Extending Christian oversight

SYCAMORE GROVE: My initial response to the three parts of this query: no, no, and no. As this causes deeper examination, though, I observe a personal uneasiness arising from a sensitivity to those “less fortunate,” a reaction that would prefer to look the away from distress. My first reading of the query – and my response at that moment – is financial. Although not lacking for daily bread, at times in the past several years I’ve been reminded how I am the “less fortunate” one; at other times I’ve been shown just how precarious my own situation is, financially and other ways. Thus, I feel a great inadequateness in responding to the material needs of others, even within the Meeting.

In reading the query again, another facet appears – one involving emotional and spiritual dimensions. A concern for offering material comfort is my attempt to compensate for an inability in extending a more essential kind of assistance. Too often I’ve known “duty” and “obligation” instead of genuine love or even acceptance.

Such feelings of fear and inadequacy are difficult to face, much less confess.

For ye have the poor with you always, and whensoever ye will ye may do them good; but me ye have not always. – Mark 14: 7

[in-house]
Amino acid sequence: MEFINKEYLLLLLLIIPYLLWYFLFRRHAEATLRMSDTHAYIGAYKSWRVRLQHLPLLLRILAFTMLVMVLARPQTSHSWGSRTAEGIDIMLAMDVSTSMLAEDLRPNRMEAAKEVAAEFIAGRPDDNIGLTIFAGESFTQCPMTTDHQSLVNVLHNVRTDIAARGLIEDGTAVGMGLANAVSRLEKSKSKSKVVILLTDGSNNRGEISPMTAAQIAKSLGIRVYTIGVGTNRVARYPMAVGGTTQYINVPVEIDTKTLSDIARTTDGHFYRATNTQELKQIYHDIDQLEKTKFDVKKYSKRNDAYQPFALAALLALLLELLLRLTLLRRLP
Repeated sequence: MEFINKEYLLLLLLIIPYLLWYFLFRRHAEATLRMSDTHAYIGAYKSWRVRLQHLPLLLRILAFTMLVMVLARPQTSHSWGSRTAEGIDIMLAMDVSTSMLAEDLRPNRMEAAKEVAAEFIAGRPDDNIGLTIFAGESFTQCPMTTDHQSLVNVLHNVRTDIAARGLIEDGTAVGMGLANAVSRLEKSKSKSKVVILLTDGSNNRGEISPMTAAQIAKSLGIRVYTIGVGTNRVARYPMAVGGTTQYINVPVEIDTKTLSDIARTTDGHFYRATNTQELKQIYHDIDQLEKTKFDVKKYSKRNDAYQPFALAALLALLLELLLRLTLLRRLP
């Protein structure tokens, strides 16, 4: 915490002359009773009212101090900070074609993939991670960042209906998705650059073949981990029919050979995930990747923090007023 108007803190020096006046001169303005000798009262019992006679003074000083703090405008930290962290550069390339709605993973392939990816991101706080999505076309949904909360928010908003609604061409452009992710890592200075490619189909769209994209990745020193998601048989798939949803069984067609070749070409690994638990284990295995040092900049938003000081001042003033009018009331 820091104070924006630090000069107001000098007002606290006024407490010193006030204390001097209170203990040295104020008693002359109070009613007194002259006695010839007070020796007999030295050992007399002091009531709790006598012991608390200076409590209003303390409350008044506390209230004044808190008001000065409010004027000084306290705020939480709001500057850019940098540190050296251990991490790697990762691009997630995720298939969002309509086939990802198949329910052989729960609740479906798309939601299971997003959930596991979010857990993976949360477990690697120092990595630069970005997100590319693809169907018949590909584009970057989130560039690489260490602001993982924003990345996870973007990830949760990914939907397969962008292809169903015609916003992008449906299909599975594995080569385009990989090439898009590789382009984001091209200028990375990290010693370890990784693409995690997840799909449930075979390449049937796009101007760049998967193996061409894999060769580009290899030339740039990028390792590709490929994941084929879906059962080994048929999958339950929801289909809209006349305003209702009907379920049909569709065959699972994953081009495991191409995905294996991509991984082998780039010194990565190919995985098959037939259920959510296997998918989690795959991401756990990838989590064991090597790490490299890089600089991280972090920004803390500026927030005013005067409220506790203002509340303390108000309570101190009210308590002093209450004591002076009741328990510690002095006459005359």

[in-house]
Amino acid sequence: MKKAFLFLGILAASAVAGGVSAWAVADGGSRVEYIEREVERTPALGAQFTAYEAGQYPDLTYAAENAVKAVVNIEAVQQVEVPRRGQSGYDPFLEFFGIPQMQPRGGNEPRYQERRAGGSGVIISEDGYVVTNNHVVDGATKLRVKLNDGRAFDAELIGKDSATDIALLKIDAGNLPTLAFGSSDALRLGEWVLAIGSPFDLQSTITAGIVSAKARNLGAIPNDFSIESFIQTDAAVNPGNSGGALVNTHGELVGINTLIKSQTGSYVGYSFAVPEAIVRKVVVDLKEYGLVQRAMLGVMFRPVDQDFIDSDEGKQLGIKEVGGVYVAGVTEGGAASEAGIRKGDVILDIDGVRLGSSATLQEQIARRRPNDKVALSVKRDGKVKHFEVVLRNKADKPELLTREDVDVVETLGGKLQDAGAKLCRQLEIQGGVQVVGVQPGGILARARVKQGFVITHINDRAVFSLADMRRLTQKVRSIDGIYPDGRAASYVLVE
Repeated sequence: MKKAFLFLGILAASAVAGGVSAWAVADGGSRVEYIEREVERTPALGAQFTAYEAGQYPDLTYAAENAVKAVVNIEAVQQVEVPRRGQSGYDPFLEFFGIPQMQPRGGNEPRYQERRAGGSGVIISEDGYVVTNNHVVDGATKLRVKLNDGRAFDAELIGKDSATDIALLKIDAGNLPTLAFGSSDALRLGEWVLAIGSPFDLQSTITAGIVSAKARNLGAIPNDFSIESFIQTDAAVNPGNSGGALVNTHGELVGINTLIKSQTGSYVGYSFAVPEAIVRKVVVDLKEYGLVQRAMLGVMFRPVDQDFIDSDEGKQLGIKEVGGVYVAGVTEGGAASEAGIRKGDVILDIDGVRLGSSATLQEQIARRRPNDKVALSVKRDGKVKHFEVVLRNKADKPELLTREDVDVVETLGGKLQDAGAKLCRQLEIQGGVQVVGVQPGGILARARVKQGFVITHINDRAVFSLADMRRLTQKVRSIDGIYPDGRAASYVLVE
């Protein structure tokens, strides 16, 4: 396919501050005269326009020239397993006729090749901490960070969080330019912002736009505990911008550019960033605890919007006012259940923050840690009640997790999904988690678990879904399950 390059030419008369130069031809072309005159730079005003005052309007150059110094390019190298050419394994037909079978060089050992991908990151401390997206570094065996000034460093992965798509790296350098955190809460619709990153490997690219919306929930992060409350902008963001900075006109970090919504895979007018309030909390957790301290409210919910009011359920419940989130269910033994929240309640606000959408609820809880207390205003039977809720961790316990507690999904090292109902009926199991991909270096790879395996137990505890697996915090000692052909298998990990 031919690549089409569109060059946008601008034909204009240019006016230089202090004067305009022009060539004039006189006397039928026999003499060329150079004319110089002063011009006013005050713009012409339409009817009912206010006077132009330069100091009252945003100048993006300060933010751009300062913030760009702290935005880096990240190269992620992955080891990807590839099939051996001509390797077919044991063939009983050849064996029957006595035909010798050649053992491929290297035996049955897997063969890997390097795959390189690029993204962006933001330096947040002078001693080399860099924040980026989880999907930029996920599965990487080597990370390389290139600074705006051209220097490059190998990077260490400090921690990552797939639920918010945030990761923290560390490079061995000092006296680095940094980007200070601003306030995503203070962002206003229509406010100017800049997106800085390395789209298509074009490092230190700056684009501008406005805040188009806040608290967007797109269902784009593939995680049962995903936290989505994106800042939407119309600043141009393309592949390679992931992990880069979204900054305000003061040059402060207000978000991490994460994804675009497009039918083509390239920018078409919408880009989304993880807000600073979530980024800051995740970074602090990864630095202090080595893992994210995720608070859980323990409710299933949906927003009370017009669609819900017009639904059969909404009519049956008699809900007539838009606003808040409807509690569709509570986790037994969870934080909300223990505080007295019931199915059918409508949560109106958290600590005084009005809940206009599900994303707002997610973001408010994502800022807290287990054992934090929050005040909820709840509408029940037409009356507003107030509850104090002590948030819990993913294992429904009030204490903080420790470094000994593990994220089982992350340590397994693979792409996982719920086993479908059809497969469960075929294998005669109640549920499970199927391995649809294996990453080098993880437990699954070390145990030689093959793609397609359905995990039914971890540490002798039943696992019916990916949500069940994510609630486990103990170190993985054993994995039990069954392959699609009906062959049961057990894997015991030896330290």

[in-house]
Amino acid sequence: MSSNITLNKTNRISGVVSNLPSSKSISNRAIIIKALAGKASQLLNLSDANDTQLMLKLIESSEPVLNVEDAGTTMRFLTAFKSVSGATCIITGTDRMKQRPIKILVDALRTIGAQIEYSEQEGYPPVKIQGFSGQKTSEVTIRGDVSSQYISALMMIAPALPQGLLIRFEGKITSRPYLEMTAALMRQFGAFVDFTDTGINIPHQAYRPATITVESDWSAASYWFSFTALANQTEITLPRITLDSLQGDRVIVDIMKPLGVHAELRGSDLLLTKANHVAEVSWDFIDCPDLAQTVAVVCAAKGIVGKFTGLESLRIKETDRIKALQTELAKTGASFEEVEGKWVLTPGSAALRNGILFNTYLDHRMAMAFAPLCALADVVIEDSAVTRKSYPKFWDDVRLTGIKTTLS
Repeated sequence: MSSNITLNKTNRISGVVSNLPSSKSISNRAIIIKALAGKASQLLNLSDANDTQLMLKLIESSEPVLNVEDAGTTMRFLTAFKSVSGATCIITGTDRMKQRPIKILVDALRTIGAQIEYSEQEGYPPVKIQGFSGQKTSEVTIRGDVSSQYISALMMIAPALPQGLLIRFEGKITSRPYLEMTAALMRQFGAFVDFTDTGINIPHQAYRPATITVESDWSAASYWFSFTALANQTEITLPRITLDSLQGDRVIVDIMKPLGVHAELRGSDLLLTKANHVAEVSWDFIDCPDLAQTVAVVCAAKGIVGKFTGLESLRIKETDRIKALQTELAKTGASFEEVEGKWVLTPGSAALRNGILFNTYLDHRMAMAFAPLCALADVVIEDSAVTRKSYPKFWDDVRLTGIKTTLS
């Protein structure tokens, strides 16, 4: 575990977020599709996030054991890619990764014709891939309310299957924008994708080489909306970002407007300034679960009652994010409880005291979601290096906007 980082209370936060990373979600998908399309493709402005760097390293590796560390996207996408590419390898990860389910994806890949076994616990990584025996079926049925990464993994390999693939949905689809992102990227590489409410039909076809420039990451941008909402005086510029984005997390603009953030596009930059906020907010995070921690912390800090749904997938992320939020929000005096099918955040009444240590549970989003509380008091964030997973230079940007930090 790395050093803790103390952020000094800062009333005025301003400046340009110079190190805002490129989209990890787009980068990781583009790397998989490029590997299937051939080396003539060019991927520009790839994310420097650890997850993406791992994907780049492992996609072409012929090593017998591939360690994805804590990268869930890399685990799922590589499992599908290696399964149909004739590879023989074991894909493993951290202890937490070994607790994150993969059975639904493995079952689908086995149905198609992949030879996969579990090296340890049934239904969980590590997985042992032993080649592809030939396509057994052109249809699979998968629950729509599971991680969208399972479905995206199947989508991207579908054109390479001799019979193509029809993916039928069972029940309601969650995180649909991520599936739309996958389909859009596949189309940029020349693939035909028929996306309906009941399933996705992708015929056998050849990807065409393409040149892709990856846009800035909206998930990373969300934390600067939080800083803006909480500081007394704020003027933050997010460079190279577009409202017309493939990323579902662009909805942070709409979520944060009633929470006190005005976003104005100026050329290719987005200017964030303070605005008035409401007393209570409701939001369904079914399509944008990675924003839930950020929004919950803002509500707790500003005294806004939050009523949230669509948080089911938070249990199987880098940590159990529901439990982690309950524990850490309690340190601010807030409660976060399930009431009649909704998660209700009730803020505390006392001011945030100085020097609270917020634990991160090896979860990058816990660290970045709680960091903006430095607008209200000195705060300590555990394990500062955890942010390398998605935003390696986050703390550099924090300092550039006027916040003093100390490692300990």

~*~

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Yarmouth

The Yarmouth Quaker meetinghouse on Cape Cod is distinctive in that the traditional women's side, on the left, was much larger than the men's side, on the right. The reason, we're told, is that many of the men were often out to sea.
The Yarmouth Quaker meetinghouse on Cape Cod is distinctive in that the traditional women’s side, on the left, was much larger than the men’s side, on the right. The reason, we’re told, is that many of the men were often out to sea.

Sharing others’ burdens

JANE’S FALLS: This query seems to have two elements: material goods and emotional conditions. There is so much need all around – the homeless, unemployed, imprisoned, impoverished, illiterate, and so on – that I quickly feel overwhelmed, especially living apart from family and spiritual community within my neighborhood; I feel how little I can do in the face of this, especially when the real needs may be much deeper than those that can be seen. From this sense of great inadequacy, there too often arises a hardening within me, a wall between those in need and myself.

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